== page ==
If Democrats capture a majority in the House of Representatives in the 2018 midterms, as many as half of their new reps will be former military intelligence personnel, according to a bombshell new report.
Julian Assange tweeted out the bombshell report Friday on Twitter:
CIA officers flood into Democratic party for 2018 mid terms https://t.co/oWw2tYqag5
— Julian Assange ⌛ (@JulianAssange) March 9, 2018
An extraordinary number of former intelligence and military operatives from the CIA, Pentagon, National Security Council and State Department are seeking nomination as Democratic candidates for Congress in the 2018 midterm elections. The potential influx of military-intelligence personnel into the legislature has no precedent in US political history.
If the Democrats capture a majority in the House of Representatives on November 6, as widely predicted, candidates drawn from the military-intelligence apparatus will comprise as many as half of the new Democratic members of Congress. They will hold the balance of power in the lower chamber of Congress.
[…]A case in point is Elissa Slotkin, a former CIA operative with three tours in Iraq, who worked as Iraq director for the National Security Council in the Obama White House and as a top aide to John Negroponte, the first director of national intelligence.
After her deep involvement in US war crimes in Iraq, Slotkin moved to the Pentagon, where, as a principal deputy assistant secretary of defense for international security affairs, her areas of responsibility included drone warfare, “homeland defense” and cyber warfare.
The Democratic Congressional Campaign Committee (DCCC) has designated Slotkin as one of its top candidates, part of the so-called “Red to Blue” program targeting the most vulnerable Republican-held seats–in this case, the Eighth Congressional District of Michigan, which includes Lansing and Brighton. The House seat for the district is now held by two-term Republican Representative Mike Bishop.
[…]One quarter of all the Democratic challengers in competitive House districts have military-intelligence, State Department or NSC backgrounds. This is by far the largest subcategory of Democratic candidates. National security operatives (57) outnumber state and local government officials (45), lawyers (35), corporate executives, businessmen and wealthy individuals (30) and other professionals (19) among the candidates for Democratic congressional nominations.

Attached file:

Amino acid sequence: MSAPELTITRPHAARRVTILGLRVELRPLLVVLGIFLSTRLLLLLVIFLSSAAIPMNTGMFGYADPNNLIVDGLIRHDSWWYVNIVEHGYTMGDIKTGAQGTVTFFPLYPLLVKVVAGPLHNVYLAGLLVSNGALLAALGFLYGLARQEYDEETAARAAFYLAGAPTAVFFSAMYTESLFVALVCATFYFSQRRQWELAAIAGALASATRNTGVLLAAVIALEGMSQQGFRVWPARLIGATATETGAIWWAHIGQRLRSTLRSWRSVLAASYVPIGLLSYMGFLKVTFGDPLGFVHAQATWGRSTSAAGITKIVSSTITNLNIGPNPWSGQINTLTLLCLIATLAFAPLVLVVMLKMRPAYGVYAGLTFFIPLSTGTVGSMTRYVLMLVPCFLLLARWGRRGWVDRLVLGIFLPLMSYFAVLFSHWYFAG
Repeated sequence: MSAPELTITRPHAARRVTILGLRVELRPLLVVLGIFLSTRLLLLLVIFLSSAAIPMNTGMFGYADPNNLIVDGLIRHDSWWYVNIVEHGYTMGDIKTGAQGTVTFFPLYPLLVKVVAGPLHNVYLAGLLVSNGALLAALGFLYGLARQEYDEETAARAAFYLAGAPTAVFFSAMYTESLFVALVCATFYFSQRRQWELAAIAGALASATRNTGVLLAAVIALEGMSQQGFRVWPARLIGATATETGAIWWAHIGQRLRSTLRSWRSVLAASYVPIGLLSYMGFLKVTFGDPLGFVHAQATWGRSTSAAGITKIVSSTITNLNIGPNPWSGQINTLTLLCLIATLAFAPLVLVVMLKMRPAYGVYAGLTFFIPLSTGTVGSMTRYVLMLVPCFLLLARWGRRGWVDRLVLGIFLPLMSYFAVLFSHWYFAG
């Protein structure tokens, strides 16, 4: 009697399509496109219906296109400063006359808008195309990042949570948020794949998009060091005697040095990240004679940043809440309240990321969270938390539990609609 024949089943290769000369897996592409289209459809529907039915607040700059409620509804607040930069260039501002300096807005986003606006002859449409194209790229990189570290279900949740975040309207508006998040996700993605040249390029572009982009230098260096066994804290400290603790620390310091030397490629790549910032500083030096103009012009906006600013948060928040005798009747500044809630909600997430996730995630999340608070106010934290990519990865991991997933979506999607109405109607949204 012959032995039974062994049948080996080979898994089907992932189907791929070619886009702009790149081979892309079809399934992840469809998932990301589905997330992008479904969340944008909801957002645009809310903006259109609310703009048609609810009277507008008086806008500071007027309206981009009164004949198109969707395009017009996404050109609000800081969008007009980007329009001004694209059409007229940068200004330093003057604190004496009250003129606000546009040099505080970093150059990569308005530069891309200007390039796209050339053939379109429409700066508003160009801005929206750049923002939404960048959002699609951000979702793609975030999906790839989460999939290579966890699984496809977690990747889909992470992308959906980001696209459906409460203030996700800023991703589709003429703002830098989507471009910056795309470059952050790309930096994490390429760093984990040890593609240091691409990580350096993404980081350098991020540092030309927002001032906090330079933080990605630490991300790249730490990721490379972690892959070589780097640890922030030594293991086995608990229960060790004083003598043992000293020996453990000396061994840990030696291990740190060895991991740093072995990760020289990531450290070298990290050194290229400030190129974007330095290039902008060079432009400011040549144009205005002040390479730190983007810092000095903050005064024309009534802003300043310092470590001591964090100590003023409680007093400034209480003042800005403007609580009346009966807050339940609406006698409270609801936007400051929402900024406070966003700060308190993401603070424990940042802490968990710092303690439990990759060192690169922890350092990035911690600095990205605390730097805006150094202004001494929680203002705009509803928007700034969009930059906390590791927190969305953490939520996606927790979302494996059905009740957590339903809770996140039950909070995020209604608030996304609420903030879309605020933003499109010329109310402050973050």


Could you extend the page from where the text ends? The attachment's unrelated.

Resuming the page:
[…]The military-intelligence candidates are disproportionately favored by the party apparatus, encouraged to run in districts that are the most likely takeover targets. Military-intelligence candidates account for 10 of the 22 districts selected for the most high-profile attention as part of the “red-to-blue” program, or nearly half. In some cases, military-intelligence candidates have amassed huge campaign war chests that effectively shut out any potential rivals, an indication that the financial backers of the Democratic Party have lined up behind them.
[…]Abigail Spanberger, seeking the Democratic nomination in a district in the suburbs of Richmond, Virginia, has the following declaration at the top of her campaign website: “After nearly a decade serving in the CIA, I’m running for Congress in Virginia’s 7th District to fight for opportunity, equality and security for all Americans. My previous service as a law enforcement officer, a CIA officer, and a community volunteer has taught me the value of listening.” Indeed!
Spanberger worked for the CIA as an operations officer, in which capacity, “She traveled and lived abroad collecting intelligence, managing assets, and overseeing high-profile programs in service to the United States.” Her opponent for the Democratic nomination is a career Marine Corps pilot, Dan Ward, in one of nearly a dozen contests involving multiple military-intelligence candidates.
That’s just a small sampling. The deep state is openly staging a total takeover of the Democratic Party.
There are 57 candidates for the Democratic nomination in 44 congressional districts who boast as their major credential their years of service in intelligence, in the wars in Iraq and Afghanistan, at the State Department, or some combination of all three. They make up the largest single occupational group running in the Democratic primaries that began March 6 in Texas and extend through mid-September, selecting the candidates who will appear on the general election ballot on November 6.